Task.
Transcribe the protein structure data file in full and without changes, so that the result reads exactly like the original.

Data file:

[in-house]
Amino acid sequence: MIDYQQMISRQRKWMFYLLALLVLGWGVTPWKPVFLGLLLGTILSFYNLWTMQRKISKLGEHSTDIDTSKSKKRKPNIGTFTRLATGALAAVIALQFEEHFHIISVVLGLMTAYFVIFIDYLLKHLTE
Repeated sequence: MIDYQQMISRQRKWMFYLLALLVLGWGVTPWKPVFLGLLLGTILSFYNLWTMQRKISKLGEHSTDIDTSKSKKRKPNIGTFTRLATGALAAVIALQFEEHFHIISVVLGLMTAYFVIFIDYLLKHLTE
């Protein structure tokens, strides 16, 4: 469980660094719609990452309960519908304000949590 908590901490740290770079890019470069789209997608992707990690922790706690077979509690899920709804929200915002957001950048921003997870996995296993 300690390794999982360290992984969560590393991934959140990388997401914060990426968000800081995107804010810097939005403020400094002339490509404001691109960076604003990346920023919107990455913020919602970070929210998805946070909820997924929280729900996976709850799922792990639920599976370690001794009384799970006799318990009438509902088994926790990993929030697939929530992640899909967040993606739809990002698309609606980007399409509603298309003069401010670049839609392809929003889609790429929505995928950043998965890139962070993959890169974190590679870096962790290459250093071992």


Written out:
[in-house]
Amino acid sequence: MIDYQQMISRQRKWMFYLLALLVLGWGVTPWKPVFLGLLLGTILSFYNLWTMQRKISKLGEHSTDIDTSKSKKRKPNIGTFTRLATGALAAVIALQFEEHFHIISVVLGLMTAYFVIFIDYLLKHLTE
Repeated sequence: MIDYQQMISRQRKWMFYLLALLVLGWGVTPWKPVFLGLLLGTILSFYNLWTMQRKISKLGEHSTDIDTSKSKKRKPNIGTFTRLATGALAAVIALQFEEHFHIISVVLGLMTAYFVIFIDYLLKHLTE
């Protein structure tokens, strides 16, 4: 469980660094719609990452309960519908304000949590 908590901490740290770079890019470069789209997608992707990690922790706690077979509690899920709804929200915002957001950048921003997870996995296993 300690390794999982360290992984969560590393991934959140990388997401914060990426968000800081995107804010810097939005403020400094002339490509404001691109960076604003990346920023919107990455913020919602970070929210998805946070909820997924929280729900996976709850799922792990639920599976370690001794009384799970006799318990009438509902088994926790990993929030697939929530992640899909967040993606739809990002698309609606980007399409509603298309003069401010670049839609392809929003889609790429929505995928950043998965890139962070993959890169974190590679870096962790290459250093071992």